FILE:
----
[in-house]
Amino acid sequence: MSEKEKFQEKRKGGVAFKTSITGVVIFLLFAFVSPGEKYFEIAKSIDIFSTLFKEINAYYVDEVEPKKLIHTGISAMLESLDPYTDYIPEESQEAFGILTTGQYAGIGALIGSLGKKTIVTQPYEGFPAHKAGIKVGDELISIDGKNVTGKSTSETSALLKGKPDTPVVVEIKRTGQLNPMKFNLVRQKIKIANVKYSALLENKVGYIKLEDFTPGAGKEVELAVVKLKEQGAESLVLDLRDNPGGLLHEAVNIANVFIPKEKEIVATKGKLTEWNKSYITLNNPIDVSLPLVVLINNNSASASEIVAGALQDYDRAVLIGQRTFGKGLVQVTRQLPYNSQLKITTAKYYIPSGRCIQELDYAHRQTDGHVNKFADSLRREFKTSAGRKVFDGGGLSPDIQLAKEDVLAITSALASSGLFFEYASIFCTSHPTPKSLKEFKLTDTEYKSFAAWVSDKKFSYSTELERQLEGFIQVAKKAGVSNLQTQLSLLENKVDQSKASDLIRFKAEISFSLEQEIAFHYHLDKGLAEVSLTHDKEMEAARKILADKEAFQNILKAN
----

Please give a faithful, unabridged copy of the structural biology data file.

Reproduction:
[in-house]
Amino acid sequence: MSEKEKFQEKRKGGVAFKTSITGVVIFLLFAFVSPGEKYFEIAKSIDIFSTLFKEINAYYVDEVEPKKLIHTGISAMLESLDPYTDYIPEESQEAFGILTTGQYAGIGALIGSLGKKTIVTQPYEGFPAHKAGIKVGDELISIDGKNVTGKSTSETSALLKGKPDTPVVVEIKRTGQLNPMKFNLVRQKIKIANVKYSALLENKVGYIKLEDFTPGAGKEVELAVVKLKEQGAESLVLDLRDNPGGLLHEAVNIANVFIPKEKEIVATKGKLTEWNKSYITLNNPIDVSLPLVVLINNNSASASEIVAGALQDYDRAVLIGQRTFGKGLVQVTRQLPYNSQLKITTAKYYIPSGRCIQELDYAHRQTDGHVNKFADSLRREFKTSAGRKVFDGGGLSPDIQLAKEDVLAITSALASSGLFFEYASIFCTSHPTPKSLKEFKLTDTEYKSFAAWVSDKKFSYSTELERQLEGFIQVAKKAGVSNLQTQLSLLENKVDQSKASDLIRFKAEISFSLEQEIAFHYHLDKGLAEVSLTHDKEMEAARKILADKEAFQNILKAN